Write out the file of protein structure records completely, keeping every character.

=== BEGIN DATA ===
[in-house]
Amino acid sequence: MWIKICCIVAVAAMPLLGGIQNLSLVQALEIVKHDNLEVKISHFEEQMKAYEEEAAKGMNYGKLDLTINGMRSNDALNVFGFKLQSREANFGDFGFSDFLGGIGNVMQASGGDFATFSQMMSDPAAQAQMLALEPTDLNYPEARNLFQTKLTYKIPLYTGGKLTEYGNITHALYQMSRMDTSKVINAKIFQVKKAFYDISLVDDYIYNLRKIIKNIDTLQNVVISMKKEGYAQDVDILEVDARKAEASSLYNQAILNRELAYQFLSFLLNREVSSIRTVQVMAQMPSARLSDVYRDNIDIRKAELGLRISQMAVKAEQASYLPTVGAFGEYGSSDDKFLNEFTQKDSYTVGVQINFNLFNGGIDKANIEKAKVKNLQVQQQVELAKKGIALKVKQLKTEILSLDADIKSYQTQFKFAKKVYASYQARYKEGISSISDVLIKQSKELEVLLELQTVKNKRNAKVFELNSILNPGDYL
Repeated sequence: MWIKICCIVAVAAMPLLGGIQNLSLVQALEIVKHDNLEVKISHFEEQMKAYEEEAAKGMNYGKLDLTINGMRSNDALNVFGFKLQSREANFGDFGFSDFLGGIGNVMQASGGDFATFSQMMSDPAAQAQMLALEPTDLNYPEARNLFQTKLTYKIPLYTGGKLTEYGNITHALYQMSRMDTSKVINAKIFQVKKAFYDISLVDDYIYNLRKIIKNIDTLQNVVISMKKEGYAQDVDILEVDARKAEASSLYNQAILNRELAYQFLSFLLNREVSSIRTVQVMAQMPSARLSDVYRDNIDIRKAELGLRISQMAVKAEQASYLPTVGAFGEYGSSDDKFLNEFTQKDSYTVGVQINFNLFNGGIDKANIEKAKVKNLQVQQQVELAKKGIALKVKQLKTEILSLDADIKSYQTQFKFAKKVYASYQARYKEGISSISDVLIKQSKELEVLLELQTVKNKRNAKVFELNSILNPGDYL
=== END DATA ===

[in-house]
Amino acid sequence: MWIKICCIVAVAAMPLLGGIQNLSLVQALEIVKHDNLEVKISHFEEQMKAYEEEAAKGMNYGKLDLTINGMRSNDALNVFGFKLQSREANFGDFGFSDFLGGIGNVMQASGGDFATFSQMMSDPAAQAQMLALEPTDLNYPEARNLFQTKLTYKIPLYTGGKLTEYGNITHALYQMSRMDTSKVINAKIFQVKKAFYDISLVDDYIYNLRKIIKNIDTLQNVVISMKKEGYAQDVDILEVDARKAEASSLYNQAILNRELAYQFLSFLLNREVSSIRTVQVMAQMPSARLSDVYRDNIDIRKAELGLRISQMAVKAEQASYLPTVGAFGEYGSSDDKFLNEFTQKDSYTVGVQINFNLFNGGIDKANIEKAKVKNLQVQQQVELAKKGIALKVKQLKTEILSLDADIKSYQTQFKFAKKVYASYQARYKEGISSISDVLIKQSKELEVLLELQTVKNKRNAKVFELNSILNPGDYL
Repeated sequence: MWIKICCIVAVAAMPLLGGIQNLSLVQALEIVKHDNLEVKISHFEEQMKAYEEEAAKGMNYGKLDLTINGMRSNDALNVFGFKLQSREANFGDFGFSDFLGGIGNVMQASGGDFATFSQMMSDPAAQAQMLALEPTDLNYPEARNLFQTKLTYKIPLYTGGKLTEYGNITHALYQMSRMDTSKVINAKIFQVKKAFYDISLVDDYIYNLRKIIKNIDTLQNVVISMKKEGYAQDVDILEVDARKAEASSLYNQAILNRELAYQFLSFLLNREVSSIRTVQVMAQMPSARLSDVYRDNIDIRKAELGLRISQMAVKAEQASYLPTVGAFGEYGSSDDKFLNEFTQKDSYTVGVQINFNLFNGGIDKANIEKAKVKNLQVQQQVELAKKGIALKVKQLKTEILSLDADIKSYQTQFKFAKKVYASYQARYKEGISSISDVLIKQSKELEVLLELQTVKNKRNAKVFELNSILNPGDYL